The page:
Anilox sleeve technology is relatively new in the narrow web industry. The sleeves perform similarly, if not identically, to their anilox roll counterparts. Huey says, “Lifespan is similar and based on care. I cannot commit to or rubber stamp this, but the ‘typical’ anilox sleeve can be remanufactured successfully two to three times. Therefore if the typical engraving lasts two to three years and a sleeve can be remanufactured two to three times, the lifespan is between four and nine years.”
Sleeve technology is not extremely common, but it is increasing. Lanska says, “Anilox sleeves, a technology that has proven itself in wide web, is making a transition into the narrow web arena. The improved registration, quicker roll changes and reduced waste offered by servo technology provide justification for adapting this technology to the narrow web sector. There is growing interest in anilox sleeve technology for the narrow web segment. The costs, however, must be weighed against the benefits.”
Batistatos agrees that interest in sleeves is increasing. Praxair manufactures anilox sleeves and has seen more inquiries for the technology. He says, “We have provided sleeves to several top end printers this year.”
Luman points out, “It is more common than three years ago, but a lot of the advantages that exist in the mid to wide web market don’t exist with narrow web sleeves.”
Sleeve advantages and disadvantages
As with any equipment option, there are pros and cons that converters need to weigh before deciding whether or not to use anilox sleeves. Positives associated with sleeves that Mikolajczyk cites are lower freight costs and lighter weight. He also says sleeves are easier and safer to handle and are reprocessable. Batistatos adds that sleeves reduce setup times for the printer.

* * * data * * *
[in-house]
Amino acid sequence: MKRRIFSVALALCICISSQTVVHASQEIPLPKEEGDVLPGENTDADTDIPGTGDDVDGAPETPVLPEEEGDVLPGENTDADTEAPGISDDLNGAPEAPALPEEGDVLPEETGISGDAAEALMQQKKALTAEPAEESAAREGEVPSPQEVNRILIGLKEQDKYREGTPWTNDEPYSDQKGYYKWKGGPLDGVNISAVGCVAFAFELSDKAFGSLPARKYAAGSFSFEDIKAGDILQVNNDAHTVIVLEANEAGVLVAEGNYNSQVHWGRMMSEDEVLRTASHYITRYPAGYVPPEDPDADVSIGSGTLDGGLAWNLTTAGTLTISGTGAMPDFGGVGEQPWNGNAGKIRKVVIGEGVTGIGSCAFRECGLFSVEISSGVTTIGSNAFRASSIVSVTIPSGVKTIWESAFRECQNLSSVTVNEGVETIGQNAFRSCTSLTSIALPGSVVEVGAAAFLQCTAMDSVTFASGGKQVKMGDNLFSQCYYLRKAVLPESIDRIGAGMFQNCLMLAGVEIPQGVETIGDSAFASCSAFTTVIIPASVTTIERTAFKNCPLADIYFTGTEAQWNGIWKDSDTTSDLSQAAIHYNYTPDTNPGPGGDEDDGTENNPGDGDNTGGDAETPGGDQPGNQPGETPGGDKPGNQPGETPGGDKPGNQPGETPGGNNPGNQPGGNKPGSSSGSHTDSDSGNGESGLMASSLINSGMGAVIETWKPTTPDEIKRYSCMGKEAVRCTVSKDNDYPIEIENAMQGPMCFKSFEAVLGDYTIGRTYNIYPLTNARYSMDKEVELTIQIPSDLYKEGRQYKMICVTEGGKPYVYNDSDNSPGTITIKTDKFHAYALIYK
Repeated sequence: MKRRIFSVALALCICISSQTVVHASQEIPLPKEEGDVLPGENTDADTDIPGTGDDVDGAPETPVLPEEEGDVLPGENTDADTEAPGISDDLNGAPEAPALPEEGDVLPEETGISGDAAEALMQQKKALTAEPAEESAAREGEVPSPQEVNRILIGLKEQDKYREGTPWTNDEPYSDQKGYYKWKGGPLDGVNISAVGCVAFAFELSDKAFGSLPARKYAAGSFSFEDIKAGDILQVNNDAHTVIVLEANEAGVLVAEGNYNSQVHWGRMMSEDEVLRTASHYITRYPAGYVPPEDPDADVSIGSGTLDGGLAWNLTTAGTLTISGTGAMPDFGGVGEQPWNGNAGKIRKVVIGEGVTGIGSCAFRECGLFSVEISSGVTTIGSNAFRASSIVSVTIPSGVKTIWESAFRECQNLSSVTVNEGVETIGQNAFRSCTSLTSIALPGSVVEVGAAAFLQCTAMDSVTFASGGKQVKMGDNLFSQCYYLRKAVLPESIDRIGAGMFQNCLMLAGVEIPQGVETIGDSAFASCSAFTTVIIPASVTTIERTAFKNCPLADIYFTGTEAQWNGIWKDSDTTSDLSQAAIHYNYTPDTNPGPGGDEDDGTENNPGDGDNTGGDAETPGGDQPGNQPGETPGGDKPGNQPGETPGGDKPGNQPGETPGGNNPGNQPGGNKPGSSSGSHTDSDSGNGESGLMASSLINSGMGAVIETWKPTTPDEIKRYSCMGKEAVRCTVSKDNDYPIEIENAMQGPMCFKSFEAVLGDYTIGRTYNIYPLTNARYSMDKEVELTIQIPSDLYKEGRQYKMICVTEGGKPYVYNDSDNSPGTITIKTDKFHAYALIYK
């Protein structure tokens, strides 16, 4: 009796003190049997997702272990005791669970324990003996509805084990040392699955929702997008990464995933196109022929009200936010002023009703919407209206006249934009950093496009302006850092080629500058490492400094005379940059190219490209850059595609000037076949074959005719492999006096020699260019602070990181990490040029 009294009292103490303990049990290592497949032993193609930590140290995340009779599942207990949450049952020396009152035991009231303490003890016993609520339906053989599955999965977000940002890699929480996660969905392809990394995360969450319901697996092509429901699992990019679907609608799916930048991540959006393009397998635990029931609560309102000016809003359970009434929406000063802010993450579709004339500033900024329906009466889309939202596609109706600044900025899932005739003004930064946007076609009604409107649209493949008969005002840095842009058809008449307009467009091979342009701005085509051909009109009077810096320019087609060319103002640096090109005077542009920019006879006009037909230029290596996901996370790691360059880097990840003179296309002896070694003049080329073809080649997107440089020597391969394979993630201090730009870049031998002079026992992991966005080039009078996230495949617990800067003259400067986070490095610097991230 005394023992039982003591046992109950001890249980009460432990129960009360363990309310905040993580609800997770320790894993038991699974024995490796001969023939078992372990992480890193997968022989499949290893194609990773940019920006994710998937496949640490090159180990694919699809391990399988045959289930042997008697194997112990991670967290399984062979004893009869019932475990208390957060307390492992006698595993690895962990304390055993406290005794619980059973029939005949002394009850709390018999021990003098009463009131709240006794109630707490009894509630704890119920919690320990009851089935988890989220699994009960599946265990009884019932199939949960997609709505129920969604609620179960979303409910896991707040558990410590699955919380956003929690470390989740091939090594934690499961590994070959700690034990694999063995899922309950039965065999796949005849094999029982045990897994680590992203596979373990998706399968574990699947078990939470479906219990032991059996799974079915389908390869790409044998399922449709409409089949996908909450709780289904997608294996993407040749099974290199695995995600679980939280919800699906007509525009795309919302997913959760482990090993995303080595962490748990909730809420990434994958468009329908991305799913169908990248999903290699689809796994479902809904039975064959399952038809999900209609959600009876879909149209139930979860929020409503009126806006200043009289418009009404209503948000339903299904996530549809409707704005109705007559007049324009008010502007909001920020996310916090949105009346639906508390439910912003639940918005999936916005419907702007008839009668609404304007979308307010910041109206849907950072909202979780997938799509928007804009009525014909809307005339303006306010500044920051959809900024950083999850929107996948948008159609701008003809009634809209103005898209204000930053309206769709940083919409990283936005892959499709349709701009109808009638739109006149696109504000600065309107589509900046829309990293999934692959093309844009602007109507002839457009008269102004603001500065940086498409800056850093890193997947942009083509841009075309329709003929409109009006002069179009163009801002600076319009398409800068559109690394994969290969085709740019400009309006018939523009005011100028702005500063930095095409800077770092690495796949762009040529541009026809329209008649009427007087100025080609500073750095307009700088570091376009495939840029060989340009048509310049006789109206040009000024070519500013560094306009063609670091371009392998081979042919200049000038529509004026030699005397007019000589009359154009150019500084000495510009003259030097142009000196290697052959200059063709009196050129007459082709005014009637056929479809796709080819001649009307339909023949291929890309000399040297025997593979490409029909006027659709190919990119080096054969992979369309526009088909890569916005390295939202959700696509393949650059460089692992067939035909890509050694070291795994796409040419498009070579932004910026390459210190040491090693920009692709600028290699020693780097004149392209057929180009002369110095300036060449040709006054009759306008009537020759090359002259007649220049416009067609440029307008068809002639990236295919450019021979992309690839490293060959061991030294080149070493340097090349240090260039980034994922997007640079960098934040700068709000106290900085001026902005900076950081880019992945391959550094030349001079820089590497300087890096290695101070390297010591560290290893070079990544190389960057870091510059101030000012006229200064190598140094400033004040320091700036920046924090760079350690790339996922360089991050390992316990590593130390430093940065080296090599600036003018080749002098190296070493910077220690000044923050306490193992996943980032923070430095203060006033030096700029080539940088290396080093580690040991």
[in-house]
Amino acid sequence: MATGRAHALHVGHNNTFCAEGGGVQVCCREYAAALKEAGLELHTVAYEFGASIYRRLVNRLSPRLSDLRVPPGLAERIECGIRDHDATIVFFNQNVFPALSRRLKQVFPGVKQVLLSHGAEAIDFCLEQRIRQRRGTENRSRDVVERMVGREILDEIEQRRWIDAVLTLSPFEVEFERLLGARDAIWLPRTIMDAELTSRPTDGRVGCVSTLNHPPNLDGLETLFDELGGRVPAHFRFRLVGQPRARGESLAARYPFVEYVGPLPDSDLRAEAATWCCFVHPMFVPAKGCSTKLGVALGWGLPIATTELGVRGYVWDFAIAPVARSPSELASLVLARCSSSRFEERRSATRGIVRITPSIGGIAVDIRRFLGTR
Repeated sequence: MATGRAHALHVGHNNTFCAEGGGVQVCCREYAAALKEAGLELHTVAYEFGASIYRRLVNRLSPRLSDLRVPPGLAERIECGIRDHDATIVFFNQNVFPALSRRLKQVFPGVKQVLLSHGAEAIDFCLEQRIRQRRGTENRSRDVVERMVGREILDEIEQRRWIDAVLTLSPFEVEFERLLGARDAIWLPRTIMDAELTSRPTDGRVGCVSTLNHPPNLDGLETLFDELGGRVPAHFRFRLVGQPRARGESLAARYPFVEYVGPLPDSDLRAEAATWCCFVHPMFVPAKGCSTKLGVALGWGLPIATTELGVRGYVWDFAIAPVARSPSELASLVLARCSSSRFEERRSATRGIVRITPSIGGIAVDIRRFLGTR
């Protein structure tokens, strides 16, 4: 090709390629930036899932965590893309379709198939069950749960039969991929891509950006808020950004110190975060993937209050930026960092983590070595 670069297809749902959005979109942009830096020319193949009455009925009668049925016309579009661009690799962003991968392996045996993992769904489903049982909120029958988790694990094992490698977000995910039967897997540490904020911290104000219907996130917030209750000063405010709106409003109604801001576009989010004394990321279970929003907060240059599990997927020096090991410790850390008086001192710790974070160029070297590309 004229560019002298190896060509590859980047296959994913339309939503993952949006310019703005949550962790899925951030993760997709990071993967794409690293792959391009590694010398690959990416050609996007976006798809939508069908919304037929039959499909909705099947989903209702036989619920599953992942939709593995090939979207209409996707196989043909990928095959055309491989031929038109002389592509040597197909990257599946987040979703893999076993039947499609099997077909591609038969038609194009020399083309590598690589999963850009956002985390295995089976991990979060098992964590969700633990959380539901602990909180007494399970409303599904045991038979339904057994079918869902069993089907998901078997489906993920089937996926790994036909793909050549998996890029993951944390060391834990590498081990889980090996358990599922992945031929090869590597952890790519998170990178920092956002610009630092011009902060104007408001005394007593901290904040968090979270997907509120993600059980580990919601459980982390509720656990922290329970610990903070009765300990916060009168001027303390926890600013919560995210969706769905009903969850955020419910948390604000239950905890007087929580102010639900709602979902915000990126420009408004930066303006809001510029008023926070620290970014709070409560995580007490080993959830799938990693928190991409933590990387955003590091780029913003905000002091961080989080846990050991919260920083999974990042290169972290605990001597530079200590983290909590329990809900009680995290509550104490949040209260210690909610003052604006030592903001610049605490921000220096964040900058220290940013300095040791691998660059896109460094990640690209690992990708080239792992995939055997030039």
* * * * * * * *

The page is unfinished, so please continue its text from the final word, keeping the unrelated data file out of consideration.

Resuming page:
Lanska sees many pros in using sleeves. “The biggest advantage with sleeves is the ability of the sleeved presses to hold incredibly tight register even as the machine is ramping up to or down from the desired press speed. Sleeves are much lighter weight than conventional steel anilox rolls. Used in conjunction with cantilevered design presses, the process of changing out sleeves takes a fraction of the time it typically takes to change out conventional anilox rolls. Tooling costs are reduced because you do not need a separate set of gears and bearings for each anilox. Storage systems can be manufactured from lighter weight materials because they have to support less weight.”
Several disadvantages exist as well. Huey says, “Sleeves are less rigid than rolls with journals, which takes us back to care of the rolls. They also cannot be remanufactured as many times as rolls with journals.”
An imaging photo from CTS. A customer requested that the engraving specifications appear on the face of the anilox roller so LPI can be determined without removing the roller from the press.
Lanska says, “Cost is a major consideration with anilox sleeves. Ready availability of replacement sleeves could certainly be another, especially if one became damaged. Sleeves are well suited for situations where frequent installation and removal is the norm because that is where the time and waste savings can rapidly add up. Because of their high cost, sleeves should not be used with catalytic inks. If catalytic ink ended up drying on the roll, it would have to be resurfaced.”
As Lanska points out, anilox sleeves are more expensive than rolls, generally two to five times as costly as conventional steel cores of the same dimensions.
Huey explains, “The cost of the ceramic and engraving are the same whether it is a sleeve or an anilox with a journal. An anilox sleeve can cost two to three times as much as a new anilox base.”
Although the sleeves are more expensive, in the end, converters may find them to be the best option. Mikolajczyk says that sleeve prices are higher, but when maintained properly, sleeves can be more cost effective since they are lighter weight and have lower freight costs.